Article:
The Gardener Within: Joe Lamp'l, a master gardener and author, offers planting tips for clematis.
When folks think of clematis, most imagine the big pinwheel flowers of hybrids like Jackman. These bold, deep-purple summer beauties are one of the most popular and widely planted clematis on the market, with dozens of cultivars. But there are countless other garden-worthy candidates.
Some sport dense clusters of little, starry blossoms, others show off bell-shaped or freckled flowers. One even features a rough-textured, yellow bloom that looks like a freshly peeled orange. With a good combination of vines, clematis can be enjoyed from spring to well beyond frost.
Here are some favorite seasonal blooming species:
• Spring bloomers. The early bloomers are tough vines that are smothered with flowers in April and May. Indian virgin’s bower is hardy to Zone 6, and Alpine virgin’s bower to Zone 5, and feature apple-blossomlike flowers in white and pinks. C. armandii has vanilla-scented white flowers and is evergreen in Zone 7 and above.
Most Read Stories
• Summer bloomers. These are the popular, large-flowered cultivars that bloom in June and July. Properly pruned, some varieties, like “Lord Nevill,” Zone 4, can have a second flush of flowers in September and October. Lord Nevill is great in containers because of its compact habit and tolerance for part shade. “Belle of Woking” produces silver-mauve double flowers. It’s hardy to Zone 5.
• Early fall bloomers. These clematis come into their own when most of the garden has stopped blooming in the summer heat. Sweet autumn clematis, Zone 6, shows a mass of white flowers with a spicy scent in September and October. Orange-peel clematis, Zone 6, produces bumpy, somewhat ragged flowers that look like a peeled orange. Fall bloomers also create silky, shimmering tasseled seed heads that provide interest long after the flowers fade.
There’s an old saying that instructs you to grow clematis “with its head in the sun and its feet in the shade.” Plant it where it will receive six hours of sun a day, with the base shaded by a fence, shrubs or lower-growing perennials. Dig the hole at least 18 inches deep and wide, allowing the two lowest sets of buds to be buried when you backfill with soil. This is an insurance policy for young plants. If it suffers a freeze, insect damage or gets broken, the vine can grow again from the protected underground leaf buds.
Cover the base with a 2-inch-thick layer of mulch and water frequently and deeply, especially the first summer while the plant in getting established. In northern climates, apply a balanced 10-10-10 granular fertilizer to the soil in spring, followed in summer by liquid fish emulsion according to package directions. Stop feeding completely in September so the plant can rest during winter dormancy.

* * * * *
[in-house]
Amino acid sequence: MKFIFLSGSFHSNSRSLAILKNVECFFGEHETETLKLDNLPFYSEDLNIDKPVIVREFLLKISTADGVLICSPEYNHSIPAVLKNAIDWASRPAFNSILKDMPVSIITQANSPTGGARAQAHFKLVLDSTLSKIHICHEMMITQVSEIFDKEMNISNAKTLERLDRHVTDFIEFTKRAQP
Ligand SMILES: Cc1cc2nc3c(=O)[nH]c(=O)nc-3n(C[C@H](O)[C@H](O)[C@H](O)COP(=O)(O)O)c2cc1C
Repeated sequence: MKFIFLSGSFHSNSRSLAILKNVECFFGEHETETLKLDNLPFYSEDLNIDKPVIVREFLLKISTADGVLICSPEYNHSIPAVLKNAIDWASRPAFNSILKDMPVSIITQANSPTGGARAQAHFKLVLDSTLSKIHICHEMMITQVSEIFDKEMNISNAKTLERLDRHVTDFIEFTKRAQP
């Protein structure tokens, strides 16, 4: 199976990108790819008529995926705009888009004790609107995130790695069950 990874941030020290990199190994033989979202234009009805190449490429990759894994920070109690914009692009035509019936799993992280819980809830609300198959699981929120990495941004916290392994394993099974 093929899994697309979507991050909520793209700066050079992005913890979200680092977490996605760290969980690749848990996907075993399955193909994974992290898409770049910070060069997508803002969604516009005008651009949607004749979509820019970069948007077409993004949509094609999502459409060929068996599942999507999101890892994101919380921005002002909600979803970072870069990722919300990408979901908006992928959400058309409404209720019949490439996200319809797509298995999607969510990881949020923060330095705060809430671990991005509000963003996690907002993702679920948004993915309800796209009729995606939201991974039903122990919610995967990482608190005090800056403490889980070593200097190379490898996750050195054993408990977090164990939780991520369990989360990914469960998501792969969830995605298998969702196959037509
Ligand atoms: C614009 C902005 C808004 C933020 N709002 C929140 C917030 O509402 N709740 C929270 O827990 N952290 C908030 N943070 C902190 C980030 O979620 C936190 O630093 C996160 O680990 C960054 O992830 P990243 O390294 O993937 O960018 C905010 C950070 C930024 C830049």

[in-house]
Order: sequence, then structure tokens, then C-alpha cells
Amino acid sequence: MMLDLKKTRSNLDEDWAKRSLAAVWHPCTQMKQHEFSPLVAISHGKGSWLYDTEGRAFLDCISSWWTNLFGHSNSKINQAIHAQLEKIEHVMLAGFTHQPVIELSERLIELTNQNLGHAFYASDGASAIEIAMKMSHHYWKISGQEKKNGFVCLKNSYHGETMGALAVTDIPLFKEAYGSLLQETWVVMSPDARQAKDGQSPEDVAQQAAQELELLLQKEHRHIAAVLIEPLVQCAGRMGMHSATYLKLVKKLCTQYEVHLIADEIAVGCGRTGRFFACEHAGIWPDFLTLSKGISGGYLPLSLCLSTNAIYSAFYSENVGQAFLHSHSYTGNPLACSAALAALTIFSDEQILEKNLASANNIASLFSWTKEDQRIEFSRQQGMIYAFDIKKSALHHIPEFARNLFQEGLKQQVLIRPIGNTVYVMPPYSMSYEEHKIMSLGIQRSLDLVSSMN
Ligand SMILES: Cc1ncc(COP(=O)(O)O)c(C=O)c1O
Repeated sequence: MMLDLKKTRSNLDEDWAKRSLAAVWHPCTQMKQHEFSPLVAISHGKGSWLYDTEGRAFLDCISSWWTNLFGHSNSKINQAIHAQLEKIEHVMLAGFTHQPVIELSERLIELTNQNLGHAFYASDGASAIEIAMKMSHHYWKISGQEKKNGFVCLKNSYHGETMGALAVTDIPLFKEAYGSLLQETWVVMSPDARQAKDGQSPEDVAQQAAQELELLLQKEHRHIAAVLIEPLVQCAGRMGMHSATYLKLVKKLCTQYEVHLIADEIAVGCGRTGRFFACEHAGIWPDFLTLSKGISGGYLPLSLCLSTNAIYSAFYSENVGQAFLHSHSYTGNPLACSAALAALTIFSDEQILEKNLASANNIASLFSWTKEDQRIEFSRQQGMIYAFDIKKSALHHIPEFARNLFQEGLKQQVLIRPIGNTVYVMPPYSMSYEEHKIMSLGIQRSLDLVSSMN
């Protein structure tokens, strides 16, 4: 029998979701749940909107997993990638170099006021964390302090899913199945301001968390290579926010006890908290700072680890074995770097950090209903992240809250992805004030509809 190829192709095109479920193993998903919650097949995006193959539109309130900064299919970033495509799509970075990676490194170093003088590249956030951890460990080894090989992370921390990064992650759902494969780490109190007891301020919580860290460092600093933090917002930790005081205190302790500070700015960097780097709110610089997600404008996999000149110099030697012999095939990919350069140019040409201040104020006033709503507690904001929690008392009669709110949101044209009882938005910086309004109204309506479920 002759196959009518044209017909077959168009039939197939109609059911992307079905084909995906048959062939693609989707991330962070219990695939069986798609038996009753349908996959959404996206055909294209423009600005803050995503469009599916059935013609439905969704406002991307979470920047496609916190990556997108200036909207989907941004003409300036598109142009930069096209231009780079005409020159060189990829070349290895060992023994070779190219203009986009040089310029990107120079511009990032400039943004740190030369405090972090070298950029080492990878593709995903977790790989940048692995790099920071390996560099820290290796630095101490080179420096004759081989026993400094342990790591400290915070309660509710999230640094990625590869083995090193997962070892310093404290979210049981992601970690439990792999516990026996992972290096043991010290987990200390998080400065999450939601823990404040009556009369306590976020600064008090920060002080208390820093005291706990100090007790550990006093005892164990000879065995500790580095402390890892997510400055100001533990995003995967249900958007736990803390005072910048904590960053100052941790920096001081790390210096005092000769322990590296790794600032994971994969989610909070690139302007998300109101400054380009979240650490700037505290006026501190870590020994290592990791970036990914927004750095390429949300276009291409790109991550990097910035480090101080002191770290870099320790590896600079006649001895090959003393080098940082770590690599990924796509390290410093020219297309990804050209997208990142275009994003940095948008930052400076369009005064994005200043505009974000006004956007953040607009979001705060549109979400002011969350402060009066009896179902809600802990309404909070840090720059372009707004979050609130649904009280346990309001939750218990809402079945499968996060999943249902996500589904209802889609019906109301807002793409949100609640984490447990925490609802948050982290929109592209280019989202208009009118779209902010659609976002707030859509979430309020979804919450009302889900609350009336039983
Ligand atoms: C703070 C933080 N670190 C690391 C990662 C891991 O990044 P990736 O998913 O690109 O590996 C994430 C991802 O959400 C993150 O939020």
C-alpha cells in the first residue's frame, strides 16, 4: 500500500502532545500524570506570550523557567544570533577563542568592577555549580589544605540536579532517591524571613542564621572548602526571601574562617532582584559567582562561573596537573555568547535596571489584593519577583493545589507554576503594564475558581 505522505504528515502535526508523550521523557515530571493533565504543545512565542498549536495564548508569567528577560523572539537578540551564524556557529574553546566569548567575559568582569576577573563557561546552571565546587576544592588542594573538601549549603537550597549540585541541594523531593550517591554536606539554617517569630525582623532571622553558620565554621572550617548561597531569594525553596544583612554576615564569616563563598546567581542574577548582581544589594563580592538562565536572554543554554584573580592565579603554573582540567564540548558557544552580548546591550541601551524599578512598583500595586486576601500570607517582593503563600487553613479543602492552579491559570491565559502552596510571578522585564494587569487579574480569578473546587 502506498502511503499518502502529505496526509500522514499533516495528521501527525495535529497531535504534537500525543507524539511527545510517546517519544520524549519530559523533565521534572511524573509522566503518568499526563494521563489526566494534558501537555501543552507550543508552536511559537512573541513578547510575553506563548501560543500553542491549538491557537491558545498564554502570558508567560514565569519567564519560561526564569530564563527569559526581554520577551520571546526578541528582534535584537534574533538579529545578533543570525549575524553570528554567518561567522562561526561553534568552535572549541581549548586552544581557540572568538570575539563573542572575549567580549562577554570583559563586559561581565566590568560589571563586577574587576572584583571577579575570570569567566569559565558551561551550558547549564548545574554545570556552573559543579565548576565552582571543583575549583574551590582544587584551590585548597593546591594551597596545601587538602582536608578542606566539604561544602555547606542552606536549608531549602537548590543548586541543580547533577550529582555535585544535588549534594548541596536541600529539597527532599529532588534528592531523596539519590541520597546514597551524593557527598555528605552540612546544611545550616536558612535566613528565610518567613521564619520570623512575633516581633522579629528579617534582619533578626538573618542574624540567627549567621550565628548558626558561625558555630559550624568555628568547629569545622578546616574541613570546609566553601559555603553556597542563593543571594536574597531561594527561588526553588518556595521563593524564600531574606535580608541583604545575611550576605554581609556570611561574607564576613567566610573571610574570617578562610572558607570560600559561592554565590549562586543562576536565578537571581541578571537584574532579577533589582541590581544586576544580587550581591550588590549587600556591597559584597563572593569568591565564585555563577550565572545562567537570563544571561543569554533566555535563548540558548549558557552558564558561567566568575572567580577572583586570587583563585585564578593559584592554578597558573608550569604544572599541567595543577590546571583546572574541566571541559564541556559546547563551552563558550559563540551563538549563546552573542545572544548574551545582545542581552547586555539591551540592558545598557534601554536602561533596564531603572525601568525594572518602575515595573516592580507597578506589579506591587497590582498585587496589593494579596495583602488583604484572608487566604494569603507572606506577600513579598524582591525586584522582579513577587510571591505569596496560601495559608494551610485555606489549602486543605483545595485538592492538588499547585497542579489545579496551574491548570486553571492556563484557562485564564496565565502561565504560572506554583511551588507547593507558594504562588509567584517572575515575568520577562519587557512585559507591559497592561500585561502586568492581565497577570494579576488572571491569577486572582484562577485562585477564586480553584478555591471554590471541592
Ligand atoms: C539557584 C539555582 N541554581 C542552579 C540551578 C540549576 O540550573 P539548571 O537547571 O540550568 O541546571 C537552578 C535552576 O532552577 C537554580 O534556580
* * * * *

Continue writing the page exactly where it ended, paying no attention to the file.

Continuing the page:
Be patient with young plants; clematis takes a while to establish and start flowering: “First year sleeps, second year creeps and third year leaps,” the saying goes.
Clematis climbs by wrapping flat tendrils around objects, so they need support made from screening, nylon netting or wooden lath. Build trellises at least a foot from walls and structures to promote air circulation and prevent fungal infections.
For small-flowered spring bloomers, prune immediately after the flowers fade, but only to control the size of the vine and remove dead or damaged wood. Cut back to the second pair of leaf buds on a branch. For large-flowered summer bloomers, prune twice a season to encourage fall flowering. Cut one side of the plant back to pairs of leaf buds in the desired shape in January. Two months later, cut the other side. Remove dead and damaged wood. The vines will twine together and distribute flowers throughout the plant.
Small-flowered, late-summer bloomers blossom on new shoots, so you can prune as much as needed to control size in late February. Make pruning cuts just above a set of green leaf buds, and remove all dead wood.
Clematis makes a terrific companion plant, extending the season for spring flowers and adding color to hedges, deciduous trees and plain green plants like evergreen juniper and spruce. Use their fast-growing foliage to cover homely objects or draw attention to special garden features like gates or pergolas.
Joe Lamp’l, host of “Growing a Greener World” on PBS, is a master gardener and author. For more information visit www.joegardener.com.
Some plant may be considered noxious weeds in your area. If you’re not sure what plants may be invasive in your area, check with your local garden, horticultural center or noxious weed control board.